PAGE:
In particular, ET allows detecting any physiological deficits in eye gaze’s direction, saccadic and antisaccadic movements, and fixations by pupil size and position. For example, deficits in antisaccadic activities are recognized as a sensitive marker of frontal lobe impairment (Mirsky et al., 2013). Moreover, the detection of difficulties in eye gaze’s direction and any fixations obtained comparing the points fixed by subjects with those who should have fixed for a correct interpretation of the scenario allows detecting problems in focusing on the most critical components for a correct interpretation of the scene, a specific deficit in patients with executive dysfunction.

Regarding EEG signals, the EEG mask consists of a forehead foam pad with built-in flexible printed circuit board (FPCB) electrodes. The EEG mask involves nine EEG electrodes [AF3, AF4, AF7, AF8, Fp1, Fp2, REF, GND (2)] based on a 10–20 system. Specifically, EEG acquires 6-channel, 24-bit EEG data with sampling rates up to 1 kHz. It allows obtaining data about the electrical activity and any anomalies affecting the prefrontal cortex and related associated cortico-subcortical circuits, responsible for EFs. In line with the literature, possible anomalies in the frontal lobe could explain the executive dysfunctions and any issues in several real-life situations (Baddeley and Wilson, 1988; Burgess et al., 2006).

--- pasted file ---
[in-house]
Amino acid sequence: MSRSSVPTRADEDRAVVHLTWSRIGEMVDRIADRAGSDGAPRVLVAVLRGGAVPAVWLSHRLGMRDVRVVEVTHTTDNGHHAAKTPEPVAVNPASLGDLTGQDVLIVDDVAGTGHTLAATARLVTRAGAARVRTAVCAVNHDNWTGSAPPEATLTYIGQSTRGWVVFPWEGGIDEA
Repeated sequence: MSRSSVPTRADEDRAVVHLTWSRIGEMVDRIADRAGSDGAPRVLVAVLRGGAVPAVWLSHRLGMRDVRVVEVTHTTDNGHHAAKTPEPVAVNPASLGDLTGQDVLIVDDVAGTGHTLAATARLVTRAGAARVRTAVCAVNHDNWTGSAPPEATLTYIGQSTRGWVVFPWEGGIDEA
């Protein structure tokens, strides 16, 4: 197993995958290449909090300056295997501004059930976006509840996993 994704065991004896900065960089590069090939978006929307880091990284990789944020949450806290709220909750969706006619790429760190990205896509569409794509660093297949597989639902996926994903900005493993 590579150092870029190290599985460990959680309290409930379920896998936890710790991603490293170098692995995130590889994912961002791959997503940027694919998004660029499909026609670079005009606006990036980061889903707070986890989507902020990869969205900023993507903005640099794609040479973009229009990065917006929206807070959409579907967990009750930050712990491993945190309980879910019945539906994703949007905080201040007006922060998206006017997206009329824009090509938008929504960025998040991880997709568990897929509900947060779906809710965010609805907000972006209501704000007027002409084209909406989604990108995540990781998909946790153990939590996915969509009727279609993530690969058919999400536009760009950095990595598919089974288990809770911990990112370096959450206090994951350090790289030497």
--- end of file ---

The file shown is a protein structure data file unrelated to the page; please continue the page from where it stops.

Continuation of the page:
EXIT 360°: Integration

The great amount of information received by subjects’ verbal answers and extrapolated from the eye tracker and EEG must be processed and converted into an output.

For the first time, in this tool, we introduce a suitable technique capable of administering a volume of complicated and extensive information: machine learning (ML). Firstly, ML allows constant integration among verbal and non-verbal data. This integration enables our tool to (1) set the device on the individual level (not fixed) and (2) obtain a quicker diagnosis of executive dysfunctions and differentiating in real time the patients according to the clinical group. Two supervised ML algorithms are employed for classification purposes, especially random forest (RF) and support vector machine (SVM). Specifically, RF will allow classifying patients using an ensemble of decision trees, whereas SVM will be used to map inputs to higher-dimensional feature spaces that best separate different classes, minimizing the classification error.